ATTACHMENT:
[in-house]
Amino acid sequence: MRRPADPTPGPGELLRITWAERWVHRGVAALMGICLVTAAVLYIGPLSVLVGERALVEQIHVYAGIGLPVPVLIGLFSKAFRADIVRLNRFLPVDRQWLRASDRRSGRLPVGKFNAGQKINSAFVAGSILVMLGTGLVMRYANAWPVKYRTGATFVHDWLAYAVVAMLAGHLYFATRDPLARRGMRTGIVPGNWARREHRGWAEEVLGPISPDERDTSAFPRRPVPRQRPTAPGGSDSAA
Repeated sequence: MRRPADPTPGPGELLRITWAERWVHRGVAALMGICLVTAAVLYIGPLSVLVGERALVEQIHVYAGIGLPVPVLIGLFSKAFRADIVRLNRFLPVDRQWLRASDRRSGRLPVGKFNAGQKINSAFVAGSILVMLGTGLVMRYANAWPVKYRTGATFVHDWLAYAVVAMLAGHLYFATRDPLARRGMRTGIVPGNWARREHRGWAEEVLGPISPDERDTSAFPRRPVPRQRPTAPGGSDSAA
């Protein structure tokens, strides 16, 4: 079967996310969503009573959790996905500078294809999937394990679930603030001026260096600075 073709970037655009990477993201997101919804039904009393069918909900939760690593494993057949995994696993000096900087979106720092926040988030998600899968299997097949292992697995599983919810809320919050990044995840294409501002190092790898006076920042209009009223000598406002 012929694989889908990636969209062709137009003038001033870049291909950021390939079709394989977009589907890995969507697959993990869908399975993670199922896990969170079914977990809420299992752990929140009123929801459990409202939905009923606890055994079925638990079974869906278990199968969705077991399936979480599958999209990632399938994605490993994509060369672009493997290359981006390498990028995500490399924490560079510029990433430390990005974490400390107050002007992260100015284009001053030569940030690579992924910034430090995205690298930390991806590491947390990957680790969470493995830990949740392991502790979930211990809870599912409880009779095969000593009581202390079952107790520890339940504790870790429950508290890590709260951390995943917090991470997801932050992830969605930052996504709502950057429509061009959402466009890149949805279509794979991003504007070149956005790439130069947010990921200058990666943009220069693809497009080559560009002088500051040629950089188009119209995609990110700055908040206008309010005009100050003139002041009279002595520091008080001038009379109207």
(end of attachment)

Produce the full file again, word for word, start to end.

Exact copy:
[in-house]
Amino acid sequence: MRRPADPTPGPGELLRITWAERWVHRGVAALMGICLVTAAVLYIGPLSVLVGERALVEQIHVYAGIGLPVPVLIGLFSKAFRADIVRLNRFLPVDRQWLRASDRRSGRLPVGKFNAGQKINSAFVAGSILVMLGTGLVMRYANAWPVKYRTGATFVHDWLAYAVVAMLAGHLYFATRDPLARRGMRTGIVPGNWARREHRGWAEEVLGPISPDERDTSAFPRRPVPRQRPTAPGGSDSAA
Repeated sequence: MRRPADPTPGPGELLRITWAERWVHRGVAALMGICLVTAAVLYIGPLSVLVGERALVEQIHVYAGIGLPVPVLIGLFSKAFRADIVRLNRFLPVDRQWLRASDRRSGRLPVGKFNAGQKINSAFVAGSILVMLGTGLVMRYANAWPVKYRTGATFVHDWLAYAVVAMLAGHLYFATRDPLARRGMRTGIVPGNWARREHRGWAEEVLGPISPDERDTSAFPRRPVPRQRPTAPGGSDSAA
């Protein structure tokens, strides 16, 4: 079967996310969503009573959790996905500078294809999937394990679930603030001026260096600075 073709970037655009990477993201997101919804039904009393069918909900939760690593494993057949995994696993000096900087979106720092926040988030998600899968299997097949292992697995599983919810809320919050990044995840294409501002190092790898006076920042209009009223000598406002 012929694989889908990636969209062709137009003038001033870049291909950021390939079709394989977009589907890995969507697959993990869908399975993670199922896990969170079914977990809420299992752990929140009123929801459990409202939905009923606890055994079925638990079974869906278990199968969705077991399936979480599958999209990632399938994605490993994509060369672009493997290359981006390498990028995500490399924490560079510029990433430390990005974490400390107050002007992260100015284009001053030569940030690579992924910034430090995205690298930390991806590491947390990957680790969470493995830990949740392991502790979930211990809870599912409880009779095969000593009581202390079952107790520890339940504790870790429950508290890590709260951390995943917090991470997801932050992830969605930052996504709502950057429509061009959402466009890149949805279509794979991003504007070149956005790439130069947010990921200058990666943009220069693809497009080559560009002088500051040629950089188009119209995609990110700055908040206008309010005009100050003139002041009279002595520091008080001038009379109207």